Here’s What Happened When The Government Lost Control Of The Biggest Nuclear Cleanup In The US

"This is 2018. We shouldn’t still be contaminating people with plutonium," said a worker at the Hanford site in eastern Washington.

July 19, 2018

Headshot of Zahra Hirji
Zahra Hirji, Reporter
BuzzFeed News

Plutonium Finishing Plant

As November turned to December, rumors spread through the western corner of the former nuclear weapons plant in eastern Washington. Bo-J and his anxious coworkers at the old Hanford plant would talk on lunch breaks about radioactive particles showing up on gear, and newly roped-off areas of contamination.

"There was talk, not real clarification," Bo-J told BuzzFeed News. "Next thing you know — boom! — a stop-work."

On Dec. 13, 2017, after the gear on half a dozen employees had tested "hot," labor unions refused to keep working, and demolition ground to a halt. It was the beginning of one of the worst contamination events at Hanford, a sprawling site that once produced the plutonium for the bomb dropped on Nagasaki and whose cleanup will take most of this century.

The company running this project, a government contractor called CH2M Hill Plateau Remediation Company, quickly agreed to the union demands, and work resumed. But just one day later, hot particles were found outside of the fenced-off demolition site — an ominous sign that the radioactivity had not been contained.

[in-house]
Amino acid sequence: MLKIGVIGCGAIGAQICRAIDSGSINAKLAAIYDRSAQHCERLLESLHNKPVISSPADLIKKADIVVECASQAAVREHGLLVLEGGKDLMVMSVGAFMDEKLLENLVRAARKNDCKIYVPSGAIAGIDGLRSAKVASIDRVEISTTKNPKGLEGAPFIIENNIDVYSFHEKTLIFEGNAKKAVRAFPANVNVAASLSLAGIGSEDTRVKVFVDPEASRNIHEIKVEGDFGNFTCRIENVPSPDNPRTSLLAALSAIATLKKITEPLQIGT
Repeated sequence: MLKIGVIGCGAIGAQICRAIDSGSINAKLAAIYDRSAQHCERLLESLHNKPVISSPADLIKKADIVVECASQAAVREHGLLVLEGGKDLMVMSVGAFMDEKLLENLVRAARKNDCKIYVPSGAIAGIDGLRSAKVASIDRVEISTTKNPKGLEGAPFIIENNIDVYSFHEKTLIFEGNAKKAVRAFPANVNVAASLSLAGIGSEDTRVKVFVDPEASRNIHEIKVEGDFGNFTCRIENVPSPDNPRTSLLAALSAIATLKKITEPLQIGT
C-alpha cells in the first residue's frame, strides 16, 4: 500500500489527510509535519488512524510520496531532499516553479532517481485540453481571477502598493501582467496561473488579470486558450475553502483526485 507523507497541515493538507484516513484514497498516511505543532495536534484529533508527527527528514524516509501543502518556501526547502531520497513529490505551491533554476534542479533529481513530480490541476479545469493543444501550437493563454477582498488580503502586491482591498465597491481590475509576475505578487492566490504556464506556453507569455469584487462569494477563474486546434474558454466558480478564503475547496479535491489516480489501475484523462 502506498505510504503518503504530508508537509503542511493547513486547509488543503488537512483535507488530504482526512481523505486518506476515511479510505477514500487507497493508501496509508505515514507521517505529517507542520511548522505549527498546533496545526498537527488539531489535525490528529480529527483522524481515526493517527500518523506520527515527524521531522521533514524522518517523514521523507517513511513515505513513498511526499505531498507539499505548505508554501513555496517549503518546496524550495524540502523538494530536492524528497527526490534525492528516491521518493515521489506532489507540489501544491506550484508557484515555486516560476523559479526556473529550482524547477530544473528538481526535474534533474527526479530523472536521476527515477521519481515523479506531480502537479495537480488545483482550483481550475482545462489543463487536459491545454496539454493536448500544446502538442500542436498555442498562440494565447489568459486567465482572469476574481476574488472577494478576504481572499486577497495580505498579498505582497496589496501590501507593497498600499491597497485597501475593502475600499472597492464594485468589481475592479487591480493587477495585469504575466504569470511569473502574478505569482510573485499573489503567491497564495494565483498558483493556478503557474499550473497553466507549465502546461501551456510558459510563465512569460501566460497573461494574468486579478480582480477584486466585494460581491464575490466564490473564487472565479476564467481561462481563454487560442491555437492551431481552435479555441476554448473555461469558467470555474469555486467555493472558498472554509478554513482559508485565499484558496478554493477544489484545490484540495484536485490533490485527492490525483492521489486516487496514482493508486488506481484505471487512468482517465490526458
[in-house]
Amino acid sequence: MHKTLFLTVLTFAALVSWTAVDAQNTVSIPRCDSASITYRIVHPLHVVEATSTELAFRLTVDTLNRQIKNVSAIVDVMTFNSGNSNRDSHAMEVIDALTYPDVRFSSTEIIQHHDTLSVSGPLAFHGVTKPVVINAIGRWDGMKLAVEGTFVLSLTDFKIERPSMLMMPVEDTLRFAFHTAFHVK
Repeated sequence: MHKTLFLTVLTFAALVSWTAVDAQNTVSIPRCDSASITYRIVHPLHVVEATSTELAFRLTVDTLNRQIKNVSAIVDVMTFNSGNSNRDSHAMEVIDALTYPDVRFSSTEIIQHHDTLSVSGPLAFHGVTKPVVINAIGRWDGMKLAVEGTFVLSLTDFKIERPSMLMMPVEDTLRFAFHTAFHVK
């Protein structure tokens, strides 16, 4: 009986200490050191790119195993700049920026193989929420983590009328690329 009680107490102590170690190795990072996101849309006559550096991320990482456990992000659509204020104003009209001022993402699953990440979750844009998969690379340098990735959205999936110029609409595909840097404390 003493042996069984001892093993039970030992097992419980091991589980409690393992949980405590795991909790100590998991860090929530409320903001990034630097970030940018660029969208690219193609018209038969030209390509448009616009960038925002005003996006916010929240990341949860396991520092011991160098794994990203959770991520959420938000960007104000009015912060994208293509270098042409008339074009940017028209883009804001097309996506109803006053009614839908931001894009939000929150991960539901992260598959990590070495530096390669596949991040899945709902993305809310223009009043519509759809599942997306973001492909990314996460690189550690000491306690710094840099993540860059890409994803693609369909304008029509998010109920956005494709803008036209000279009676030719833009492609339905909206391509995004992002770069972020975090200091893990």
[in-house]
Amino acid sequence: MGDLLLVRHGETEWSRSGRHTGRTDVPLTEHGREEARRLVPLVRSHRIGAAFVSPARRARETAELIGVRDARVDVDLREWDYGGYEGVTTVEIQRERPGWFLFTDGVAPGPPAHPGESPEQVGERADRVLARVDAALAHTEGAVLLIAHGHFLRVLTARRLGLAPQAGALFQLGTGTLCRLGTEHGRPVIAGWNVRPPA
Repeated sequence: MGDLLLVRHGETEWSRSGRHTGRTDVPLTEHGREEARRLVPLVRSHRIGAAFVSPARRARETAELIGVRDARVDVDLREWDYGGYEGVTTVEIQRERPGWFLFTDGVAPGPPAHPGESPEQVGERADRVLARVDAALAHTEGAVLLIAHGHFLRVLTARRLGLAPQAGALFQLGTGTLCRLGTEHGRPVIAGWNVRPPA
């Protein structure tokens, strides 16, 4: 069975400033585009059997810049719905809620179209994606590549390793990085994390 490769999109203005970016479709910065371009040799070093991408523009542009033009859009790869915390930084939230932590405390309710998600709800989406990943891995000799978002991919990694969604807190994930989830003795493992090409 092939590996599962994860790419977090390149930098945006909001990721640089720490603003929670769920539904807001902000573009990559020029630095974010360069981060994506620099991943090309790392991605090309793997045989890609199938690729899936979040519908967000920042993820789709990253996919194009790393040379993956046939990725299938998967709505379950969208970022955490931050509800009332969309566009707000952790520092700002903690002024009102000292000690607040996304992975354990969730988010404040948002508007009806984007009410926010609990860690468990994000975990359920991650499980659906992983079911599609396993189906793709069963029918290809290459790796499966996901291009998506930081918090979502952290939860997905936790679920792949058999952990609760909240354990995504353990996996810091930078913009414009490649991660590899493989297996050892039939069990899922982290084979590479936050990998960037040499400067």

Workers rushed to get tested. Bo-J filled a "shit kit" — white plastic tubs resembling Cool Whip containers — with his poop, had it sent to a lab across the country, and waited.

His job had always been dangerous, of course. To avoid exposure, he wore white fabric coveralls, boots and boot covers, layers of gloves, and a hooded face mask connected to an air filter. He knew that nuclear radiation can cause cancer and infertility, and he knew that, even under the best of circumstances, accidents happen.

Read full article on BuzzFeed News site….

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